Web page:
A list is usually a helpful organizational tool, but a list is particularly useful as a comprehensive guide to the colleges and universities that you would like to apply to. Your personal list can provide a way to focus your objectives and it will be your No. 1 tool when determining your schools of interest. There are numerous factors to take into consideration when compiling your list, and I will walk you through a few of these so you can be better prepared to make your choices when the time comes.

Lee Stetson

Lee Stetson

Right from the start, it is critical that you divide the list of any schools you find interesting into three categories: “reach” schools, “range” schools and “likely” schools. I have found through experience that this is the most reliable approach, and one that will help you narrow your choices. Each of these categories should be considered separately, and the following parameters should help you to decide what schools fit into each category. You should usually aim to have about one to three schools in your reach group, and these should be your dream schools. These schools will be the ones where the traditionally admitted student tends to have a slightly stronger grade-point average in his or her high school curriculum and a higher standardized test result than your own. Your range schools will be those whose average admission statistics usually are at approximately the same level as your own. It is not unusual to have anywhere from four to six schools in this category — just in case they do not all result in a positive decision. The likely schools on your list — often referred to as “safety” schools, a term I do not prefer — will include those colleges and universities where your credentials are of a higher caliber than those of the majority of applicants, and you should generally try to include two to three schools in this category. In all cases, please be sure that as you add schools to your list that you are prepared for the reality of enrolling at any one of them.

Your particular academic interests can also help to determine your list of schools. While you may have a specific career plan in your sights, do remember that the majority of prospective students list their choice of major as “undeclared,” and I often say that a student’s second most popular major is “I changed my mind.” Although this is an unabashed attempt at “admissions humor,” it’s important to realize that a student’s prediction of what direction he or she would like to take can and may change more than once. In this regard, you are best advised to find a college or university that allows you some flexibility in terms of your chosen area of study. You may want to take a look at The Insider’s Guide to the Colleges, as attending students may be able to offer some valuable insights regarding the reality of the upcoming decisions you will have to make.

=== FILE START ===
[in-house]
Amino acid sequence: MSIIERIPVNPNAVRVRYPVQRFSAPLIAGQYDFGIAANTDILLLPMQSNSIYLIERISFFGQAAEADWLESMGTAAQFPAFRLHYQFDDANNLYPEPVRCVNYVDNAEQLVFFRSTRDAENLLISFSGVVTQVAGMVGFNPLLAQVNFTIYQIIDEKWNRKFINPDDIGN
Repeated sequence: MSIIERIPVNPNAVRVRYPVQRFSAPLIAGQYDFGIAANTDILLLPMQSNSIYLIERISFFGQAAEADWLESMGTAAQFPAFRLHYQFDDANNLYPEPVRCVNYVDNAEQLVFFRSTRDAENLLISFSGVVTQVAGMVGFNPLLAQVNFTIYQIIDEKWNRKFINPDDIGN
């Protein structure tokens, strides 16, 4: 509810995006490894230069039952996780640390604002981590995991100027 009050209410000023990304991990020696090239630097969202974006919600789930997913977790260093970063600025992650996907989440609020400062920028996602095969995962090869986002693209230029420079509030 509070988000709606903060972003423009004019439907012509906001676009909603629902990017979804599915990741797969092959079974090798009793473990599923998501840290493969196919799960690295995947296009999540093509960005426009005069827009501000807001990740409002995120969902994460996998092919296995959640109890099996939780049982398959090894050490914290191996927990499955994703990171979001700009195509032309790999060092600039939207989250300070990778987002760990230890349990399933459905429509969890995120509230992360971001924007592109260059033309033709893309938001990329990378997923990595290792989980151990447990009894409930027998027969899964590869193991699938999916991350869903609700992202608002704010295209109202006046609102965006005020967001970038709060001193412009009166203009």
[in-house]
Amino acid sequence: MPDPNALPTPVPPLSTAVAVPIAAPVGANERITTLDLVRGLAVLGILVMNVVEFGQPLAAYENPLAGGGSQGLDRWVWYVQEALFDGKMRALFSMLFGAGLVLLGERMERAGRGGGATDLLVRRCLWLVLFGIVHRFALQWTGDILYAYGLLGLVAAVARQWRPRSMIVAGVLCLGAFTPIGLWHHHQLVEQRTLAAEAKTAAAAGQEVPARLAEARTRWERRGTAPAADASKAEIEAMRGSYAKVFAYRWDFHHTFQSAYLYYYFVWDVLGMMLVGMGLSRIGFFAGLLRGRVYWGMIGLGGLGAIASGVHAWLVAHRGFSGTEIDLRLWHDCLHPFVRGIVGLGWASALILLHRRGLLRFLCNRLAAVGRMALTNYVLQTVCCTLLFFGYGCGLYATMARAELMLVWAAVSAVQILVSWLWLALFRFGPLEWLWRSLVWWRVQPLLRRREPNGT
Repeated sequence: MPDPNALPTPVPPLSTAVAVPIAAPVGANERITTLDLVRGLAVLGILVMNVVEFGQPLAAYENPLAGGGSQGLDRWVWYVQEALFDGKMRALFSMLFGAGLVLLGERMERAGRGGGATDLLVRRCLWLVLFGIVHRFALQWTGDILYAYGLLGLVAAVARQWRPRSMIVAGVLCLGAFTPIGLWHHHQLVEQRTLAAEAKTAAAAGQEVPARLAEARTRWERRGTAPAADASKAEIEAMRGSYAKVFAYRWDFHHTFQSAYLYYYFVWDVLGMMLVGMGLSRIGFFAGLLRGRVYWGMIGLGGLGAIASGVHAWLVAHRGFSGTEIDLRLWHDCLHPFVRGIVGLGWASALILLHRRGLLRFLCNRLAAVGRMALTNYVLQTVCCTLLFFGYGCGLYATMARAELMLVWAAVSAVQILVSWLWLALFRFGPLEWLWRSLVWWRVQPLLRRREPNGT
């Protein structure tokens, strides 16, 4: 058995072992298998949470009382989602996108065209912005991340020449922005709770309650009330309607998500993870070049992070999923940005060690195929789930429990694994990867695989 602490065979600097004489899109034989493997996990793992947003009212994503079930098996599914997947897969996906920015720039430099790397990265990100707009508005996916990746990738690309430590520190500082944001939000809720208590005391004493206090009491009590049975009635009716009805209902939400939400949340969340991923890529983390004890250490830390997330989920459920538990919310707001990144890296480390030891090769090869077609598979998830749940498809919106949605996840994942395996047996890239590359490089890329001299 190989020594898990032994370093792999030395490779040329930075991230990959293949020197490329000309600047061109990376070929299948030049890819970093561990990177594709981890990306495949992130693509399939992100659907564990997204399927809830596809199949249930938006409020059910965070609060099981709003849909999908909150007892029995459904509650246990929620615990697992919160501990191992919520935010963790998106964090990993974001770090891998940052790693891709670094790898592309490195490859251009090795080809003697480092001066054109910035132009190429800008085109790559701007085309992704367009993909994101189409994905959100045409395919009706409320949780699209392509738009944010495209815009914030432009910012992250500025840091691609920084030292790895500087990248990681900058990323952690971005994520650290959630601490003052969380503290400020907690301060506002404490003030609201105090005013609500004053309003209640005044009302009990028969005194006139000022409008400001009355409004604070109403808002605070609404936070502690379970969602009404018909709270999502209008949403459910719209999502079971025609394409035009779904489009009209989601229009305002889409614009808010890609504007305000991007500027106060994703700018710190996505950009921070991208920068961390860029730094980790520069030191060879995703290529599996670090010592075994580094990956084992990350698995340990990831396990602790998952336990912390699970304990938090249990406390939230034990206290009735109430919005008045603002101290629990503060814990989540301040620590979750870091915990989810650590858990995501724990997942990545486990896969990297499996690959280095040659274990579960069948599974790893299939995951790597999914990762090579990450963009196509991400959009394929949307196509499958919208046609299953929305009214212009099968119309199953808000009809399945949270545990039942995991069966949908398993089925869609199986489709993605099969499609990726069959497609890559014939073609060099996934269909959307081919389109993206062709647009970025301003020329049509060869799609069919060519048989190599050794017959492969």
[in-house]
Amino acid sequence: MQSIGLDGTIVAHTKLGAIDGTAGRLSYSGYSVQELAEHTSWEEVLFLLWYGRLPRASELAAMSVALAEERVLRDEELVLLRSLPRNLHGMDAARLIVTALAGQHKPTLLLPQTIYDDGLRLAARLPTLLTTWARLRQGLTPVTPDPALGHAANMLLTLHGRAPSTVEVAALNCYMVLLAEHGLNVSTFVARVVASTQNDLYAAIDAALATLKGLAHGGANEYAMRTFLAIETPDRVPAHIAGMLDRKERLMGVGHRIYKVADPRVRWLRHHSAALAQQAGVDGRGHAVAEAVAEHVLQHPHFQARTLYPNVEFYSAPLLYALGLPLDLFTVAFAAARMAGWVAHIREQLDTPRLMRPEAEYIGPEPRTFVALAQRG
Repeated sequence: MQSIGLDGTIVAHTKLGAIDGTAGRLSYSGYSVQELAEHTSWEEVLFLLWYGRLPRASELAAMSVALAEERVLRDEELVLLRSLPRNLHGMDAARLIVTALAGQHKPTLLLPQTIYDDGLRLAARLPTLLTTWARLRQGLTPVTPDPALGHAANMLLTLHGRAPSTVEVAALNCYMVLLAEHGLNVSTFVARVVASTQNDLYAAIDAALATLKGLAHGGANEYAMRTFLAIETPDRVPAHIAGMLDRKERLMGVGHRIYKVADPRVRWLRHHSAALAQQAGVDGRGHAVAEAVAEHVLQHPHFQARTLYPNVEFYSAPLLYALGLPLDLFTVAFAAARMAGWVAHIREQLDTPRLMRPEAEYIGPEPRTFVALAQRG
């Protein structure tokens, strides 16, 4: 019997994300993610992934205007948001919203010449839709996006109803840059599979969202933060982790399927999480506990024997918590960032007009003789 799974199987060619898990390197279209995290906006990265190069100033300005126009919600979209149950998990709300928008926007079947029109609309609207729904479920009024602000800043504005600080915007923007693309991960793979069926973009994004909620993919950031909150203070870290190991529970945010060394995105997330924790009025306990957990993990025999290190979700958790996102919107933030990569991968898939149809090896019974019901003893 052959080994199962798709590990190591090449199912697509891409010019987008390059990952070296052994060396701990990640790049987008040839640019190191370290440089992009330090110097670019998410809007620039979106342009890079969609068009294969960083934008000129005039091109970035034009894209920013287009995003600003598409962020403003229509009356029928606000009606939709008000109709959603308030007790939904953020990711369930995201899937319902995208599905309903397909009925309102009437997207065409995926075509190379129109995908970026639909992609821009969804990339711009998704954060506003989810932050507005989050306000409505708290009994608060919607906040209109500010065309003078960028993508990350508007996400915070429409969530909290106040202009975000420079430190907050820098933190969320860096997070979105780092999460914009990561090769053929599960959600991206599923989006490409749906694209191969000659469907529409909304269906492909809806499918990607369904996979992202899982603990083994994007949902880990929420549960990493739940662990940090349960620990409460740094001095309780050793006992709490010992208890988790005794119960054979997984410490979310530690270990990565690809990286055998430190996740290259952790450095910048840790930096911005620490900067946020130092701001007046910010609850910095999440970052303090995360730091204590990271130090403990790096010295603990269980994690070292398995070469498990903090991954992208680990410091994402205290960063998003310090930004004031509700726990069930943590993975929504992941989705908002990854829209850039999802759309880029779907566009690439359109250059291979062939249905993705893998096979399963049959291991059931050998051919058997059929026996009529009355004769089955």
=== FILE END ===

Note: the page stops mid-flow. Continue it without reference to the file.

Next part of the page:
Cost may be another factor that influences your school choices when assembling your list. Tuition should be considered as well as additional costs such as room, board, meals and general expenses. Do bear in mind that most colleges and universities offer very healthy financial-aid packages intended to help you and your family to afford the cost of attendance. Some financial support will be based on your family need level and some schools offer merit scholarships that provide a range of awards for outstanding high school academic, athletic and/or extra-curricular achievements. I do want to stress the fact that you should not automatically exclude yourself from a college or university based upon cost projections alone. Once you have been admitted, schools will generally actively attempt to include you in your incoming class Please know that a full picture of financial aid will be provided in a subsequent article, and I hope it will address any questions that you may have on this topic.

There are additional variables that you should consider when putting together your list. When evaluating colleges and universities, be sure to explore any details regarding the geographic location and the type of community that they are a part of (urban, rural, suburban). Other elements, such as school size and class size, will also factor in your decisions and you should be able to do some active research to find out what capacity suits you best. If you are pursuing a specialized area of interest in conjunction with your academic curriculum — athletics, for example — you will need to find out if a particular school’s program is a fit for you. Remember that your campus visits should prove extremely helpful when assessing these points. I would also recommend taking a look at The Fiske Guide and The College Board Handbook as they are sources of valuable information that can aid you in your search.

The overall aim of these thoughts is to encourage you to compile a usable, diverse, personalized list to better understand what it is that you are seeking in a school. Consider your choices carefully. While you may be looking at a number of well-known colleges and universities in your search, with a bit of additional exploration you may even discover some unexpected options along the way! By remaining focused, you should be able to ascertain what your key objectives are and which schools are best suited to meet your interests.

— Lee Stetson is chairman of the Admissions Advisory Board for Global Education Opportunities, a private admissions counseling firm. He has dedicated his life to higher education, serving as dean of admissions at the University of Pennsylvania for the past 30 years. He was also a College Board trustee, and has authored numerous articles on the admissions process.